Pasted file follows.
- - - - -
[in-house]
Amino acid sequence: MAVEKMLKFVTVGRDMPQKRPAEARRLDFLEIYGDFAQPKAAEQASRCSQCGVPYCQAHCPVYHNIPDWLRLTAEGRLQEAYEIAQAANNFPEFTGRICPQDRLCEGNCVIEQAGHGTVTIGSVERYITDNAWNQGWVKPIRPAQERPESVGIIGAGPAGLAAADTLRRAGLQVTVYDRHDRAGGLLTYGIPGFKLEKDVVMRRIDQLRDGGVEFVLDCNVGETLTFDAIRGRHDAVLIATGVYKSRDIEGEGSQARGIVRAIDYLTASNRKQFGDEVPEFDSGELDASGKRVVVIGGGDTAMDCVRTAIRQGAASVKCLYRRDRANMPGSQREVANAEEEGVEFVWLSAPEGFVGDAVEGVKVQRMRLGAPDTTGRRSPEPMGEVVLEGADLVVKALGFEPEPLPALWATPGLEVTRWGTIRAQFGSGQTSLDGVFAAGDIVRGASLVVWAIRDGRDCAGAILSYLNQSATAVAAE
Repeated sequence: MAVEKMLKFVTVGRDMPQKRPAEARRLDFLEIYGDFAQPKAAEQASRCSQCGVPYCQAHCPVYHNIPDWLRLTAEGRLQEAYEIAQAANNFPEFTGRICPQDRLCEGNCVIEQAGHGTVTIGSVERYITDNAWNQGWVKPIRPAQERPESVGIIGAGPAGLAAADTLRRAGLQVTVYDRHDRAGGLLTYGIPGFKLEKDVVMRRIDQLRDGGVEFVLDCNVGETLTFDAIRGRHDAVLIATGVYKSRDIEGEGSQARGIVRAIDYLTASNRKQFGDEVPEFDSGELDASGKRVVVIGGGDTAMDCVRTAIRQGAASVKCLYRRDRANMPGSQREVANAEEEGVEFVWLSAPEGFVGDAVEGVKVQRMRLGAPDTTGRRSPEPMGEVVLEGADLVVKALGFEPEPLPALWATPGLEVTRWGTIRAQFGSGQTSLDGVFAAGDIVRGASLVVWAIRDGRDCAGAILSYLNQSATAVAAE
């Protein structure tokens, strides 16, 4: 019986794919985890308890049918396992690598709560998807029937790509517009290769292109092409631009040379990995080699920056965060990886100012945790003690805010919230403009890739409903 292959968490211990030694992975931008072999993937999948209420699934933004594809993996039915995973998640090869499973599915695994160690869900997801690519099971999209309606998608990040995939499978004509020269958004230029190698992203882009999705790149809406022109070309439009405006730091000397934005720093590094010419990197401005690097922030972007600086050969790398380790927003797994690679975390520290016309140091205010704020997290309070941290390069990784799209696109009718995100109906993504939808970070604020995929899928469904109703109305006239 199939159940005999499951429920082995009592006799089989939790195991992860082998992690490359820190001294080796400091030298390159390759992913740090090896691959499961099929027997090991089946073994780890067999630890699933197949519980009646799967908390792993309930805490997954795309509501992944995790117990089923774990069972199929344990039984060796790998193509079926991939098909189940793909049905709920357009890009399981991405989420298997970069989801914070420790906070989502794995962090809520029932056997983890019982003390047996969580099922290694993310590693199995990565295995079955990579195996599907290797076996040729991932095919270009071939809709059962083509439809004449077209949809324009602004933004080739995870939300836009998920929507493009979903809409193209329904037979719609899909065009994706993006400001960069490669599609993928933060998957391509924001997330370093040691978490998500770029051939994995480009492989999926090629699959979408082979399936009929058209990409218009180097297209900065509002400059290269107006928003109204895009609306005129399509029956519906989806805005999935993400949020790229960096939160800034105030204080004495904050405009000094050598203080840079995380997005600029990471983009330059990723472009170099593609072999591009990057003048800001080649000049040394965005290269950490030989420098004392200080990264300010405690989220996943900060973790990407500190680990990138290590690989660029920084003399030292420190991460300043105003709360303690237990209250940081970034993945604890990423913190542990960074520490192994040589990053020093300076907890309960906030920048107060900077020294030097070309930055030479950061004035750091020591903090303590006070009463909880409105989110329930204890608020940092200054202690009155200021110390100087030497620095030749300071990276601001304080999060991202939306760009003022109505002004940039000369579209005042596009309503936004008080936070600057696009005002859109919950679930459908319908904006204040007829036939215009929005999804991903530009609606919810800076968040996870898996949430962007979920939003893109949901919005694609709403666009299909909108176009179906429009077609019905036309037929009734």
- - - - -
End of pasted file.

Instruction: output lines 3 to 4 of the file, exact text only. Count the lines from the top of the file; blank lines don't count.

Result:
Repeated sequence: MAVEKMLKFVTVGRDMPQKRPAEARRLDFLEIYGDFAQPKAAEQASRCSQCGVPYCQAHCPVYHNIPDWLRLTAEGRLQEAYEIAQAANNFPEFTGRICPQDRLCEGNCVIEQAGHGTVTIGSVERYITDNAWNQGWVKPIRPAQERPESVGIIGAGPAGLAAADTLRRAGLQVTVYDRHDRAGGLLTYGIPGFKLEKDVVMRRIDQLRDGGVEFVLDCNVGETLTFDAIRGRHDAVLIATGVYKSRDIEGEGSQARGIVRAIDYLTASNRKQFGDEVPEFDSGELDASGKRVVVIGGGDTAMDCVRTAIRQGAASVKCLYRRDRANMPGSQREVANAEEEGVEFVWLSAPEGFVGDAVEGVKVQRMRLGAPDTTGRRSPEPMGEVVLEGADLVVKALGFEPEPLPALWATPGLEVTRWGTIRAQFGSGQTSLDGVFAAGDIVRGASLVVWAIRDGRDCAGAILSYLNQSATAVAAE
């Protein structure tokens, strides 16, 4: 019986794919985890308890049918396992690598709560998807029937790509517009290769292109092409631009040379990995080699920056965060990886100012945790003690805010919230403009890739409903 292959968490211990030694992975931008072999993937999948209420699934933004594809993996039915995973998640090869499973599915695994160690869900997801690519099971999209309606998608990040995939499978004509020269958004230029190698992203882009999705790149809406022109070309439009405006730091000397934005720093590094010419990197401005690097922030972007600086050969790398380790927003797994690679975390520290016309140091205010704020997290309070941290390069990784799209696109009718995100109906993504939808970070604020995929899928469904109703109305006239 199939159940005999499951429920082995009592006799089989939790195991992860082998992690490359820190001294080796400091030298390159390759992913740090090896691959499961099929027997090991089946073994780890067999630890699933197949519980009646799967908390792993309930805490997954795309509501992944995790117990089923774990069972199929344990039984060796790998193509079926991939098909189940793909049905709920357009890009399981991405989420298997970069989801914070420790906070989502794995962090809520029932056997983890019982003390047996969580099922290694993310590693199995990565295995079955990579195996599907290797076996040729991932095919270009071939809709059962083509439809004449077209949809324009602004933004080739995870939300836009998920929507493009979903809409193209329904037979719609899909065009994706993006400001960069490669599609993928933060998957391509924001997330370093040691978490998500770029051939994995480009492989999926090629699959979408082979399936009929058209990409218009180097297209900065509002400059290269107006928003109204895009609306005129399509029956519906989806805005999935993400949020790229960096939160800034105030204080004495904050405009000094050598203080840079995380997005600029990471983009330059990723472009170099593609072999591009990057003048800001080649000049040394965005290269950490030989420098004392200080990264300010405690989220996943900060973790990407500190680990990138290590690989660029920084003399030292420190991460300043105003709360303690237990209250940081970034993945604890990423913190542990960074520490192994040589990053020093300076907890309960906030920048107060900077020294030097070309930055030479950061004035750091020591903090303590006070009463909880409105989110329930204890608020940092200054202690009155200021110390100087030497620095030749300071990276601001304080999060991202939306760009003022109505002004940039000369579209005042596009309503936004008080936070600057696009005002859109919950679930459908319908904006204040007829036939215009929005999804991903530009609606919810800076968040996870898996949430962007979920939003893109949901919005694609709403666009299909909108176009179906429009077609019905036309037929009734």